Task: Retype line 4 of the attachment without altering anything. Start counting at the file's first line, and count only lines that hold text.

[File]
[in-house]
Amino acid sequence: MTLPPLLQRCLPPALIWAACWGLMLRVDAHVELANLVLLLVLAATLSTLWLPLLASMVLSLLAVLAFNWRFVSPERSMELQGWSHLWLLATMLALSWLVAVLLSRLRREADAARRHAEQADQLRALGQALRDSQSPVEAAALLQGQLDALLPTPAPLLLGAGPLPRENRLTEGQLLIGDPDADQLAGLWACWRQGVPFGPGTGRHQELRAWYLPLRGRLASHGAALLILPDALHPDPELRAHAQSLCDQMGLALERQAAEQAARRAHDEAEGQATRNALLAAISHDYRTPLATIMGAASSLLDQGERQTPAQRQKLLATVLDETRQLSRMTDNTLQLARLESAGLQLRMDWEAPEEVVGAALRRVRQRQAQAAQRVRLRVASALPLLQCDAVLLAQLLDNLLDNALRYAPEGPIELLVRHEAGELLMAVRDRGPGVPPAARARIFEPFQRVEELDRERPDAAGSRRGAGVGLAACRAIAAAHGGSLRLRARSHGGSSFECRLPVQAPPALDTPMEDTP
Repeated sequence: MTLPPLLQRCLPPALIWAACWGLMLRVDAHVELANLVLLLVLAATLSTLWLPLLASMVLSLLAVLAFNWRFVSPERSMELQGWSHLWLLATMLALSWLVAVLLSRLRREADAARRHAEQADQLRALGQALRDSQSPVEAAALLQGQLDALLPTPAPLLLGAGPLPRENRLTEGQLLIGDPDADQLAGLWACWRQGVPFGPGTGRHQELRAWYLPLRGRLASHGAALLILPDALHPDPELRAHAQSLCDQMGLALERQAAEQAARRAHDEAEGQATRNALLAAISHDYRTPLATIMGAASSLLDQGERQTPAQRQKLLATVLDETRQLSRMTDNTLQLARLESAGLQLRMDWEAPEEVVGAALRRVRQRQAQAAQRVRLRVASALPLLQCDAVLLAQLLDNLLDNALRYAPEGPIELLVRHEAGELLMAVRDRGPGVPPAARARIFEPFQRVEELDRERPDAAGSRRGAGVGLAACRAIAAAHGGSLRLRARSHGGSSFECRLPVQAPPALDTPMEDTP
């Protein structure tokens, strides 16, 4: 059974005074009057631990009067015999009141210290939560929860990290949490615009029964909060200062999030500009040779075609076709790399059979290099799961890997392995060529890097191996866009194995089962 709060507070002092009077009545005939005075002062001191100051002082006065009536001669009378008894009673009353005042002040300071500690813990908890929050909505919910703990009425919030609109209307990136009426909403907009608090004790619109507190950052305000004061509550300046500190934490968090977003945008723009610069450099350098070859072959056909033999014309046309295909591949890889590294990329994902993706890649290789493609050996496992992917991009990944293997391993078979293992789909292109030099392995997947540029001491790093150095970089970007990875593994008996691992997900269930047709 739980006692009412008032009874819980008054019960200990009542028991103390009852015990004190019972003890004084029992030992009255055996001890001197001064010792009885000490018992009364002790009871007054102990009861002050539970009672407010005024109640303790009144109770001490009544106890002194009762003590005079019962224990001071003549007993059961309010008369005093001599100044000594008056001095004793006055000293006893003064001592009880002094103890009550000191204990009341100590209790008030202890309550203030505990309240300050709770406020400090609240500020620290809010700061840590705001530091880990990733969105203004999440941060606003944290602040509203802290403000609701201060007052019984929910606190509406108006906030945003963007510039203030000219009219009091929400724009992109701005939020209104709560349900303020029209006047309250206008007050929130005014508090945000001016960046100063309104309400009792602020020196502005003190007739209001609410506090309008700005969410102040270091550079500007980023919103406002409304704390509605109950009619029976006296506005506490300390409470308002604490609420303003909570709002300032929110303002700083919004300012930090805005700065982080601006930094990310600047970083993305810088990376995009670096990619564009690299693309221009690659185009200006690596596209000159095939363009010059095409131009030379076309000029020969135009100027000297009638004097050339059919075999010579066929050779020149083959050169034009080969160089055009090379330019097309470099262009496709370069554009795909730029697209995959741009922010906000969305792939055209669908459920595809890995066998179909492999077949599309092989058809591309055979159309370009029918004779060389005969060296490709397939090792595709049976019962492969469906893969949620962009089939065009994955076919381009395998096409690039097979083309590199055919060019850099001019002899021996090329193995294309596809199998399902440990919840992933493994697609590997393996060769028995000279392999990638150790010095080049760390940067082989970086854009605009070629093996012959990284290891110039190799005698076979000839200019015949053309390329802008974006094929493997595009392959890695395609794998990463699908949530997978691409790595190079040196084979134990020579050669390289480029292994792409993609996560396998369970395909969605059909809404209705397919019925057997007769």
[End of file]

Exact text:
């Protein structure tokens, strides 16, 4: 059974005074009057631990009067015999009141210290939560929860990290949490615009029964909060200062999030500009040779075609076709790399059979290099799961890997392995060529890097191996866009194995089962 709060507070002092009077009545005939005075002062001191100051002082006065009536001669009378008894009673009353005042002040300071500690813990908890929050909505919910703990009425919030609109209307990136009426909403907009608090004790619109507190950052305000004061509550300046500190934490968090977003945008723009610069450099350098070859072959056909033999014309046309295909591949890889590294990329994902993706890649290789493609050996496992992917991009990944293997391993078979293992789909292109030099392995997947540029001491790093150095970089970007990875593994008996691992997900269930047709 739980006692009412008032009874819980008054019960200990009542028991103390009852015990004190019972003890004084029992030992009255055996001890001197001064010792009885000490018992009364002790009871007054102990009861002050539970009672407010005024109640303790009144109770001490009544106890002194009762003590005079019962224990001071003549007993059961309010008369005093001599100044000594008056001095004793006055000293006893003064001592009880002094103890009550000191204990009341100590209790008030202890309550203030505990309240300050709770406020400090609240500020620290809010700061840590705001530091880990990733969105203004999440941060606003944290602040509203802290403000609701201060007052019984929910606190509406108006906030945003963007510039203030000219009219009091929400724009992109701005939020209104709560349900303020029209006047309250206008007050929130005014508090945000001016960046100063309104309400009792602020020196502005003190007739209001609410506090309008700005969410102040270091550079500007980023919103406002409304704390509605109950009619029976006296506005506490300390409470308002604490609420303003909570709002300032929110303002700083919004300012930090805005700065982080601006930094990310600047970083993305810088990376995009670096990619564009690299693309221009690659185009200006690596596209000159095939363009010059095409131009030379076309000029020969135009100027000297009638004097050339059919075999010579066929050779020149083959050169034009080969160089055009090379330019097309470099262009496709370069554009795909730029697209995959741009922010906000969305792939055209669908459920595809890995066998179909492999077949599309092989058809591309055979159309370009029918004779060389005969060296490709397939090792595709049976019962492969469906893969949620962009089939065009994955076919381009395998096409690039097979083309590199055919060019850099001019002899021996090329193995294309596809199998399902440990919840992933493994697609590997393996060769028995000279392999990638150790010095080049760390940067082989970086854009605009070629093996012959990284290891110039190799005698076979000839200019015949053309390329802008974006094929493997595009392959890695395609794998990463699908949530997978691409790595190079040196084979134990020579050669390289480029292994792409993609996560396998369970395909969605059909809404209705397919019925057997007769």